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Reflections on the Australian Modern Slavery Act and Beyond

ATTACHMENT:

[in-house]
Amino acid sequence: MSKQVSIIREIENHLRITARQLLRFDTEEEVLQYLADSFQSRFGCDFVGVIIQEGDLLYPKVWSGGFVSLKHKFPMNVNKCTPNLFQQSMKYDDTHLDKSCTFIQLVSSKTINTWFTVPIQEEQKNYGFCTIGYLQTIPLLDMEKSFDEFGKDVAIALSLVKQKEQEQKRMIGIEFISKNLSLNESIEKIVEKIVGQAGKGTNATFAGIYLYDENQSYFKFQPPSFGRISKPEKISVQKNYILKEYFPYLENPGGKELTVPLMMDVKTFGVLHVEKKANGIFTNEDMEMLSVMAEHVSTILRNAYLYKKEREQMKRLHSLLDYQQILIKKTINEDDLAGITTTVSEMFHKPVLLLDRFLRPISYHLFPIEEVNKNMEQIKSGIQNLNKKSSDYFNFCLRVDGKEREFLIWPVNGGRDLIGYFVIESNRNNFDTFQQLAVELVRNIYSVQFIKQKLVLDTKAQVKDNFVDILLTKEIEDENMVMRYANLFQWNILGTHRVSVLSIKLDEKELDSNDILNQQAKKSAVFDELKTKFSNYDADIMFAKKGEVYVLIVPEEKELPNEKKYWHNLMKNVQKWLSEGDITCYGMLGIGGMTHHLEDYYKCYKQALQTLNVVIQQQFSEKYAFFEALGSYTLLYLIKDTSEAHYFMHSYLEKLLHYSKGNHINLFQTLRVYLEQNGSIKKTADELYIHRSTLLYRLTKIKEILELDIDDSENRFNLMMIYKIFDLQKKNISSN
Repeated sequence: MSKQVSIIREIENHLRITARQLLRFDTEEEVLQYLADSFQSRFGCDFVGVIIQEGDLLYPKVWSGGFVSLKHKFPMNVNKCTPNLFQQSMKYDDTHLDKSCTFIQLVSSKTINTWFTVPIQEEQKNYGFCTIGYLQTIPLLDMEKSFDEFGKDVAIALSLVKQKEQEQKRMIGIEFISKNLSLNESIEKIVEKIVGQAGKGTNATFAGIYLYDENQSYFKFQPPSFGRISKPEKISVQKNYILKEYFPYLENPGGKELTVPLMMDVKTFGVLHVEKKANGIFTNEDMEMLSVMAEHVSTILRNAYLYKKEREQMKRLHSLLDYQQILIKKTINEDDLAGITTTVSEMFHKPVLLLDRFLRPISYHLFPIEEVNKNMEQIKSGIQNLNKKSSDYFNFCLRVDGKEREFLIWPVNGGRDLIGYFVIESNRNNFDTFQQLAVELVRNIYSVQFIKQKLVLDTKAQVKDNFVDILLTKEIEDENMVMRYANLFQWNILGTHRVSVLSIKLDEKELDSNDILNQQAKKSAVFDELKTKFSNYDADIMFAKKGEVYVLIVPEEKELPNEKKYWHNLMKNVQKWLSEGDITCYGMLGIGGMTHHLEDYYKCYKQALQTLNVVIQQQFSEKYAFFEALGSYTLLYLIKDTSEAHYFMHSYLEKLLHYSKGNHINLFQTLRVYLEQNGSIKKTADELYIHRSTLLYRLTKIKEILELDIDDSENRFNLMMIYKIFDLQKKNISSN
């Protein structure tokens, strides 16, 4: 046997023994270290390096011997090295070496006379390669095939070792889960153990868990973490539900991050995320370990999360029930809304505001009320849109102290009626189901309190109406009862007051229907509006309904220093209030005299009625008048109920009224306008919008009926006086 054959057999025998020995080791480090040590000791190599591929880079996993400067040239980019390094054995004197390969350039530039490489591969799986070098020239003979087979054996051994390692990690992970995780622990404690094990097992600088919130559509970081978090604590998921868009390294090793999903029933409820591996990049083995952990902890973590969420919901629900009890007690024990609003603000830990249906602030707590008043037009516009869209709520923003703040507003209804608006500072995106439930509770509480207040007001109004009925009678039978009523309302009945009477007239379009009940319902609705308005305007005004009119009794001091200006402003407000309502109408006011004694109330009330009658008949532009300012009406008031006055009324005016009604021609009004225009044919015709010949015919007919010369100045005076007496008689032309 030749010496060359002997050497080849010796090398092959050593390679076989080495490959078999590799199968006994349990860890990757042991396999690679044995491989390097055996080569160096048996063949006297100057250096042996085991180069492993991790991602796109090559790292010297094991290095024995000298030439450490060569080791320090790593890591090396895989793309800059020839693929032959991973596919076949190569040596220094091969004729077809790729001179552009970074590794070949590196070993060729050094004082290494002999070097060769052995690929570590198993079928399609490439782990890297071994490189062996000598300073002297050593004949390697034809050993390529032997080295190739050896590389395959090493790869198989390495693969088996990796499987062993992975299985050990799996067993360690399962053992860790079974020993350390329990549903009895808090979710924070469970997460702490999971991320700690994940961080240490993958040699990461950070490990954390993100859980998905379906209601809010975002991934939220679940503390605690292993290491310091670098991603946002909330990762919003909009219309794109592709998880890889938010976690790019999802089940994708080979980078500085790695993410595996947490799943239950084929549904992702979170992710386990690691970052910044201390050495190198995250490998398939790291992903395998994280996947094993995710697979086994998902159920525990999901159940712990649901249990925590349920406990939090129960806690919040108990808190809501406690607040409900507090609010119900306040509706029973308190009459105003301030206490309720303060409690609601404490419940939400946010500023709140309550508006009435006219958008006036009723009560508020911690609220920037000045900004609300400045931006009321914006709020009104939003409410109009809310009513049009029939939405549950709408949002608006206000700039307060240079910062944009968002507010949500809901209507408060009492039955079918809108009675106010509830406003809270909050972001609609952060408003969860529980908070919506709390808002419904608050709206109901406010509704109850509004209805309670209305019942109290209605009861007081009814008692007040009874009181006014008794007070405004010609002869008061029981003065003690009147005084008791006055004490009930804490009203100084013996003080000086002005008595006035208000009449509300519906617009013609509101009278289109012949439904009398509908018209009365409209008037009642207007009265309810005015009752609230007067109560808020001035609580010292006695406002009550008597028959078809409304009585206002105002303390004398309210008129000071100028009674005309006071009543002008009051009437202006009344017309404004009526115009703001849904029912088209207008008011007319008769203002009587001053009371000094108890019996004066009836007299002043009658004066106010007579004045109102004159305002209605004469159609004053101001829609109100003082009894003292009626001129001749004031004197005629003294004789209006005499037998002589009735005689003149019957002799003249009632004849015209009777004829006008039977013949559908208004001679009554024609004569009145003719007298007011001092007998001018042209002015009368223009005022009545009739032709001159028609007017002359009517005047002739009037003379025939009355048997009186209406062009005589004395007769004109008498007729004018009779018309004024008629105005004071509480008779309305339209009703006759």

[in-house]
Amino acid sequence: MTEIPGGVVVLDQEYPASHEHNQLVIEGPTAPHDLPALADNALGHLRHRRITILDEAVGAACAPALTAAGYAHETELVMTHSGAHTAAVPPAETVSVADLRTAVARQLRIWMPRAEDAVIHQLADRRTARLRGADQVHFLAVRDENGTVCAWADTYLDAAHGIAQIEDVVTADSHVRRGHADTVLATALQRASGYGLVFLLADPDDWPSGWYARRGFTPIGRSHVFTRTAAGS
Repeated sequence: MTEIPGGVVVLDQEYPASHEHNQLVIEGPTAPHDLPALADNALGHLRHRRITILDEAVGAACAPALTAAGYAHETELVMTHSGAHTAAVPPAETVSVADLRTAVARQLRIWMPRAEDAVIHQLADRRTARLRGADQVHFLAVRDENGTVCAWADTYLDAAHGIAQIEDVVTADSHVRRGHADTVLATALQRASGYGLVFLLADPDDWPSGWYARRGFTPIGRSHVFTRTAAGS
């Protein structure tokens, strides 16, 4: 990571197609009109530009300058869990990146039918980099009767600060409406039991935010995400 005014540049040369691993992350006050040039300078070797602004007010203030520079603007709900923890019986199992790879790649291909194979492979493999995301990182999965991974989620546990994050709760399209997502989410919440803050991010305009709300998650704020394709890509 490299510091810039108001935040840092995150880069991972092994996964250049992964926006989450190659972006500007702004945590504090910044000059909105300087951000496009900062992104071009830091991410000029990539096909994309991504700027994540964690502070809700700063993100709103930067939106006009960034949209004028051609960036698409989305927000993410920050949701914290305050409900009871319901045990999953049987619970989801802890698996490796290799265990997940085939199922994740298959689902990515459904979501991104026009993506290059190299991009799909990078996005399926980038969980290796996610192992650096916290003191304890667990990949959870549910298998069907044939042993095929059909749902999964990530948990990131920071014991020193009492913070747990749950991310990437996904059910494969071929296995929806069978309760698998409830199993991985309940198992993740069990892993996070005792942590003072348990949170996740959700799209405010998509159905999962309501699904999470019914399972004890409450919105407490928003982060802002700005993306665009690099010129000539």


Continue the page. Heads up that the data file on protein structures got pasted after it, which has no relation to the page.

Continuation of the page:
The Australian Modern Slavery Act 2018 is a big step towards putting human rights at the heart of business. It represents an important advancement for business and human rights, both regionally and further afield. The Act requires more than 3000 businesses and other entities to publish annual statements on actions to address modern slavery in their operations and supply chains on a Government-administered public register. The impacts of this new law are being felt not only in Australia but across the wider Asia-Pacific region, as well as in Europe and the Americas where similar legislative developments have either commenced, or are planned. In late November 2018, the Australian Modern Slavery Bill reached the final stages of the legislative process, being passed by the Australian Senate on 28 November, with the Government's amendments approved. Following a repeat passage through the House of Representatives on 29 November the Bill became law on 1 January 2019. Coinciding with the Bill's passage, three significant events were convened in Australia each examining, through a different lens, the role the Australian Modern Slavery Act will play in addressing breaches of human rights by business, and potential additional tools: (1) Australian Dialogue on Business and Human Rights; (2) UN Consultation on business and human rights, ‘through the gender lens’; and (3) Beyond Guidelines: Future Directions for Business & Human Rights in Australia. The Australian Dialogue is primarily a business orientated event, the Gender Lens event brought a specifically gendered analysis to the impacts of business and Beyond Guidelines was convened to advance civil society interests. In this curated blog series, we draw on these different perspectives to reflect broadly on Australia's new Modern Slavery Act and its implications for Australian businesses and investors, civil society and supply chain workers harmed by corporate practices. Collaborating partner: RMIT University Series guest editor: Ben Debney

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